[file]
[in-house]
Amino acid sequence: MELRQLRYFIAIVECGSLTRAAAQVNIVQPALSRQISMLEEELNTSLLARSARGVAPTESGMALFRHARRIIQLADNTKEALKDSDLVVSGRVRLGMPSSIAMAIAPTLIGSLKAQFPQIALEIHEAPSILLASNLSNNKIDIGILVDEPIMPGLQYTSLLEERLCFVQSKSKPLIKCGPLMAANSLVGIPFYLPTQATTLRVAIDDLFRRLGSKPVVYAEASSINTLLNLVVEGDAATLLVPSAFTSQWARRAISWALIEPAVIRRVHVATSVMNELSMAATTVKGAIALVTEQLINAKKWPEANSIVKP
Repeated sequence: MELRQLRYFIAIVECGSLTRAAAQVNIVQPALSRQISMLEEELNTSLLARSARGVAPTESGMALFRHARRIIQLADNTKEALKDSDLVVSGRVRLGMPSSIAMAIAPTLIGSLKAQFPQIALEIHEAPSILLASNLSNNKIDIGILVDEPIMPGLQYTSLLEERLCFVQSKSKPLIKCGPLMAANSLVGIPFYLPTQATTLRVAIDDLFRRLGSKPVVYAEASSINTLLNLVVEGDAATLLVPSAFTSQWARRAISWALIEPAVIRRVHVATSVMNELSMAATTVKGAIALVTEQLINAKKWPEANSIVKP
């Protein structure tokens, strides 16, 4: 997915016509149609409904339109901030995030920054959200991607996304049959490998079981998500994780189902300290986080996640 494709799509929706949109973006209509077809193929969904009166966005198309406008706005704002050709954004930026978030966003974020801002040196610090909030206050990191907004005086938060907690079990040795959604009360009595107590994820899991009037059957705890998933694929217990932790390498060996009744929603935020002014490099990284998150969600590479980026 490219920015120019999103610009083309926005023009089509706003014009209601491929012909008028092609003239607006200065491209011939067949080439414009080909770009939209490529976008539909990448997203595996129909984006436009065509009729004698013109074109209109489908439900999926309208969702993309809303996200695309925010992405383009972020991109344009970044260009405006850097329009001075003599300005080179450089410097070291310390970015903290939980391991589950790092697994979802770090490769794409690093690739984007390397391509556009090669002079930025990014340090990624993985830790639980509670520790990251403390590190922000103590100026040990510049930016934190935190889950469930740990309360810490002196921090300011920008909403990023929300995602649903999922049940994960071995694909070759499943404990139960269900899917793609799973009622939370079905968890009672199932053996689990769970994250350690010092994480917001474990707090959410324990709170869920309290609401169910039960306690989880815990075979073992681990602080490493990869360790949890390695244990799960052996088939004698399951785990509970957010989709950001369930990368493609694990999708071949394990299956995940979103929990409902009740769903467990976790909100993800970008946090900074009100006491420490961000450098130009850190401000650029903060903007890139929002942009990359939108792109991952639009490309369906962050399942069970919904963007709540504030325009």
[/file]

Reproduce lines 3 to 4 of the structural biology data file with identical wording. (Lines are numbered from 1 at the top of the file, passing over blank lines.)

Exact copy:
Repeated sequence: MELRQLRYFIAIVECGSLTRAAAQVNIVQPALSRQISMLEEELNTSLLARSARGVAPTESGMALFRHARRIIQLADNTKEALKDSDLVVSGRVRLGMPSSIAMAIAPTLIGSLKAQFPQIALEIHEAPSILLASNLSNNKIDIGILVDEPIMPGLQYTSLLEERLCFVQSKSKPLIKCGPLMAANSLVGIPFYLPTQATTLRVAIDDLFRRLGSKPVVYAEASSINTLLNLVVEGDAATLLVPSAFTSQWARRAISWALIEPAVIRRVHVATSVMNELSMAATTVKGAIALVTEQLINAKKWPEANSIVKP
């Protein structure tokens, strides 16, 4: 997915016509149609409904339109901030995030920054959200991607996304049959490998079981998500994780189902300290986080996640 494709799509929706949109973006209509077809193929969904009166966005198309406008706005704002050709954004930026978030966003974020801002040196610090909030206050990191907004005086938060907690079990040795959604009360009595107590994820899991009037059957705890998933694929217990932790390498060996009744929603935020002014490099990284998150969600590479980026 490219920015120019999103610009083309926005023009089509706003014009209601491929012909008028092609003239607006200065491209011939067949080439414009080909770009939209490529976008539909990448997203595996129909984006436009065509009729004698013109074109209109489908439900999926309208969702993309809303996200695309925010992405383009972020991109344009970044260009405006850097329009001075003599300005080179450089410097070291310390970015903290939980391991589950790092697994979802770090490769794409690093690739984007390397391509556009090669002079930025990014340090990624993985830790639980509670520790990251403390590190922000103590100026040990510049930016934190935190889950469930740990309360810490002196921090300011920008909403990023929300995602649903999922049940994960071995694909070759499943404990139960269900899917793609799973009622939370079905968890009672199932053996689990769970994250350690010092994480917001474990707090959410324990709170869920309290609401169910039960306690989880815990075979073992681990602080490493990869360790949890390695244990799960052996088939004698399951785990509970957010989709950001369930990368493609694990999708071949394990299956995940979103929990409902009740769903467990976790909100993800970008946090900074009100006491420490961000450098130009850190401000650029903060903007890139929002942009990359939108792109991952639009490309369906962050399942069970919904963007709540504030325009």